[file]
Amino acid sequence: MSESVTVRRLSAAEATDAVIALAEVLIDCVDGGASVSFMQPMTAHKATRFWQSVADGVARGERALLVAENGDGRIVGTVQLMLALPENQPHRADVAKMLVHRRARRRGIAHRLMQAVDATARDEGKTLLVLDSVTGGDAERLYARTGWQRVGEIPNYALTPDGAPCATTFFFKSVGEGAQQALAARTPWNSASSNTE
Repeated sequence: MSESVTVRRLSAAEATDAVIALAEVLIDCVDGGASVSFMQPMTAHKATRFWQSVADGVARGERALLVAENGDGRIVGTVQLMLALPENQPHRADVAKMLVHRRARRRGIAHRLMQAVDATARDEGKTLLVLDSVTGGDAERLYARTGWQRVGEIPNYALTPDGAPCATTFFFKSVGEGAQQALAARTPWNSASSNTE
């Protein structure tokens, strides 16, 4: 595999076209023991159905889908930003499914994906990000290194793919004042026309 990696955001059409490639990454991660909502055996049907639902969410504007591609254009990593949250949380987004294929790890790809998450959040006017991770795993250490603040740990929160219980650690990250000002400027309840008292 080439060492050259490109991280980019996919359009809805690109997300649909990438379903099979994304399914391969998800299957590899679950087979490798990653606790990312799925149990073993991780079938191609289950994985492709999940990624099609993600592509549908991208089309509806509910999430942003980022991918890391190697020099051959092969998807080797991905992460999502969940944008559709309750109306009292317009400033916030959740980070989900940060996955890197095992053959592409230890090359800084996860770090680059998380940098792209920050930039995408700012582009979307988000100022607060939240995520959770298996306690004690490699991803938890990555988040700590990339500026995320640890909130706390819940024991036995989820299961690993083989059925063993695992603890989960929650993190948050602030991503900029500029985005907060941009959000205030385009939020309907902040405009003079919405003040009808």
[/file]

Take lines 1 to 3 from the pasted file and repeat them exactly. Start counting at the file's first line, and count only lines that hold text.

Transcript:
Amino acid sequence: MSESVTVRRLSAAEATDAVIALAEVLIDCVDGGASVSFMQPMTAHKATRFWQSVADGVARGERALLVAENGDGRIVGTVQLMLALPENQPHRADVAKMLVHRRARRRGIAHRLMQAVDATARDEGKTLLVLDSVTGGDAERLYARTGWQRVGEIPNYALTPDGAPCATTFFFKSVGEGAQQALAARTPWNSASSNTE
Repeated sequence: MSESVTVRRLSAAEATDAVIALAEVLIDCVDGGASVSFMQPMTAHKATRFWQSVADGVARGERALLVAENGDGRIVGTVQLMLALPENQPHRADVAKMLVHRRARRRGIAHRLMQAVDATARDEGKTLLVLDSVTGGDAERLYARTGWQRVGEIPNYALTPDGAPCATTFFFKSVGEGAQQALAARTPWNSASSNTE
């Protein structure tokens, strides 16, 4: 595999076209023991159905889908930003499914994906990000290194793919004042026309 990696955001059409490639990454991660909502055996049907639902969410504007591609254009990593949250949380987004294929790890790809998450959040006017991770795993250490603040740990929160219980650690990250000002400027309840008292 080439060492050259490109991280980019996919359009809805690109997300649909990438379903099979994304399914391969998800299957590899679950087979490798990653606790990312799925149990073993991780079938191609289950994985492709999940990624099609993600592509549908991208089309509806509910999430942003980022991918890391190697020099051959092969998807080797991905992460999502969940944008559709309750109306009292317009400033916030959740980070989900940060996955890197095992053959592409230890090359800084996860770090680059998380940098792209920050930039995408700012582009979307988000100022607060939240995520959770298996306690004690490699991803938890990555988040700590990339500026995320640890909130706390819940024991036995989820299961690993083989059925063993695992603890989960929650993190948050602030991503900029500029985005907060941009959000205030385009939020309907902040405009003079919405003040009808």